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#10003 Winterfield Cemetery. This cemetery began on the farm purchased in 1879 by July G. and Martha Howard Garner. Land was set aside for a family cemetery upon the deaths of the Garners' nephew, Joel S. Bright, and niece, Jessie L. Webb, in November 1887. This family cemetery eventually became a community graveyard with more than 500 graves. Among those buried here were farmers, city and county officials, and church leaders. Site maintenance, completed in the early 1900s by family members, was succeeded in 1971 by the Winterfield Cemetery Association. The site continues to serve the community. #10003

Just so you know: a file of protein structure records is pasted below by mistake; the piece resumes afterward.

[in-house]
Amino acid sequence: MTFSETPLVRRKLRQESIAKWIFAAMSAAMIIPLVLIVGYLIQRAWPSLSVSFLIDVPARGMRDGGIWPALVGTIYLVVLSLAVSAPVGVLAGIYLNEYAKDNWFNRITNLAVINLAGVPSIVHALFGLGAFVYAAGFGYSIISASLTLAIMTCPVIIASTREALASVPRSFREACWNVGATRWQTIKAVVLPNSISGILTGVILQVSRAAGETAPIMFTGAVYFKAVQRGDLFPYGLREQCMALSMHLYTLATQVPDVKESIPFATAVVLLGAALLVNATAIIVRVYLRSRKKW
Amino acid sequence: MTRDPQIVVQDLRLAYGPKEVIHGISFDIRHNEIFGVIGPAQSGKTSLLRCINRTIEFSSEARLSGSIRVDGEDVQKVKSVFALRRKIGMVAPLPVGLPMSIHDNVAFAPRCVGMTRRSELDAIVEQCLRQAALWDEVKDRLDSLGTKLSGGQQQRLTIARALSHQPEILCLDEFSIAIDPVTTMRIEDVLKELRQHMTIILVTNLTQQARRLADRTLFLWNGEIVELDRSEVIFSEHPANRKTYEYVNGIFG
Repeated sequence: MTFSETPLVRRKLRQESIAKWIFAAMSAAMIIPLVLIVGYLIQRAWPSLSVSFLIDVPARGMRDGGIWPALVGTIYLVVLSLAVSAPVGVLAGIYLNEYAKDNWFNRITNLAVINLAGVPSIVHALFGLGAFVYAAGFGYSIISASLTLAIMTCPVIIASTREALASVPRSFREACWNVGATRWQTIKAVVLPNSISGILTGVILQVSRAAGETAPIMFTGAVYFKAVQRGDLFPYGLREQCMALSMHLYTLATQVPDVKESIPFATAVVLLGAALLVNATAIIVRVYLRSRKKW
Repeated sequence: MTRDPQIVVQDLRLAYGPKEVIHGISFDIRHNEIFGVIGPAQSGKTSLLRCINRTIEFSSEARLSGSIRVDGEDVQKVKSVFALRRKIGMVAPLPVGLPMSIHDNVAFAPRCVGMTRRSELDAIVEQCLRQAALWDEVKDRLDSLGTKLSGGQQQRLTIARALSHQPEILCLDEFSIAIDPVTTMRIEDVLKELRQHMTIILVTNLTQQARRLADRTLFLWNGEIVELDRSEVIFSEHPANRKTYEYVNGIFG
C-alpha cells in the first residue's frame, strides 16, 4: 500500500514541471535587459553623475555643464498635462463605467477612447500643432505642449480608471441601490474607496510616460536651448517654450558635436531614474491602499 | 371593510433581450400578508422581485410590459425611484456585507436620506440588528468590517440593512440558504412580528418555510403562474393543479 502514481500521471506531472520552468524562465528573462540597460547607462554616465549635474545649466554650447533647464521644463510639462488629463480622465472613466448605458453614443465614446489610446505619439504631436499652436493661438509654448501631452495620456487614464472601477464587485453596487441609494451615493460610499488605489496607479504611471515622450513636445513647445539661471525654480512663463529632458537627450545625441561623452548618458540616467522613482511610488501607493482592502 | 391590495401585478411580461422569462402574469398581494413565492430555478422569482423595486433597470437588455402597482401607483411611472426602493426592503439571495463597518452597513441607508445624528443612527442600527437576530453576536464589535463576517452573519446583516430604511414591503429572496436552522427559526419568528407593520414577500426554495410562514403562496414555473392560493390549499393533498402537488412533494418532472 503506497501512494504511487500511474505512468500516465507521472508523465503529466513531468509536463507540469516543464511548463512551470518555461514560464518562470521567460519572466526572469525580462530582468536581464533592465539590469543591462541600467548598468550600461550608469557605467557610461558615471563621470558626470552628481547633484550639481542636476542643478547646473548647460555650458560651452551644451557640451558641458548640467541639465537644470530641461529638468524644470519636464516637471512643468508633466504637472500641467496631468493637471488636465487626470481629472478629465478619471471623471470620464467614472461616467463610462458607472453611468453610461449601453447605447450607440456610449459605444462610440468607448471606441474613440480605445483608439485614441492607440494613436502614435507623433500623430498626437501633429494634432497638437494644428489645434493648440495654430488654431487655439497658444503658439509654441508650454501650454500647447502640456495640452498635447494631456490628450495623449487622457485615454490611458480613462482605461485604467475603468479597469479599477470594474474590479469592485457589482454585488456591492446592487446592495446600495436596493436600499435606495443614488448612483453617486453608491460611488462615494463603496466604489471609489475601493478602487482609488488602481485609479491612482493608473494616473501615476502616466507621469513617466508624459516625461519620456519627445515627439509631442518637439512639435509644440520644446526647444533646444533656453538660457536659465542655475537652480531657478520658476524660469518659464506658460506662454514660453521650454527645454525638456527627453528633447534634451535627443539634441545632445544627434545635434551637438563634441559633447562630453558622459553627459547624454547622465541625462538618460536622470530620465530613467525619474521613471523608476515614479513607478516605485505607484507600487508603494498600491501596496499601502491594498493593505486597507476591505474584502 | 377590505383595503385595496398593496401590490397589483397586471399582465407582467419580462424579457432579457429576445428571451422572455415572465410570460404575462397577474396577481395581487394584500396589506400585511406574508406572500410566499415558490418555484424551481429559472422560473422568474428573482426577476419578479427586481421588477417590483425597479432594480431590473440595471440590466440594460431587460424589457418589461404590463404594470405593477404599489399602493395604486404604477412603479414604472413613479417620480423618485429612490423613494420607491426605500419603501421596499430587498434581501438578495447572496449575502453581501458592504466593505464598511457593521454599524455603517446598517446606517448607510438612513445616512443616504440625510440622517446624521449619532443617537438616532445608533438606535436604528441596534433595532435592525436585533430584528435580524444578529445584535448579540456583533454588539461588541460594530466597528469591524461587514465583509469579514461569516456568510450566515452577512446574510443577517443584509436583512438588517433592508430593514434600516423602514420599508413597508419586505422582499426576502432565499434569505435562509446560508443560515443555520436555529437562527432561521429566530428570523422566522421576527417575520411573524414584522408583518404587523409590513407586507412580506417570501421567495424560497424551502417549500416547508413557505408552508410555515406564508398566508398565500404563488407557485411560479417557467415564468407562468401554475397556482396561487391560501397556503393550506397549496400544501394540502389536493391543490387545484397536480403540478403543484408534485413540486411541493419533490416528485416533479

2615 Tryon Rd., Longview, TX, United States

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#10004 Winterfield Methodist Church. This church traces its origin to Methodist camp meetings held here in the farm community of Winterfield as early as the 1870s. The site of the camp meetings, which drew settlers from Gregg, Upshur, and Harrison counties, was set aside in the early 1880s for worship purposes. Two small 1880s church buildings, sanctuaries erected here in 1929 and 1957, and other facilities including an education building have served the church. The congregation sponsors a number of outreach programs and activities and continues to provide civic and religious leadership for the community. Sesquicentennial of Texas Statehood 1845 - 1995 #10004

2616 Tryon Rd., Longview, TX, United States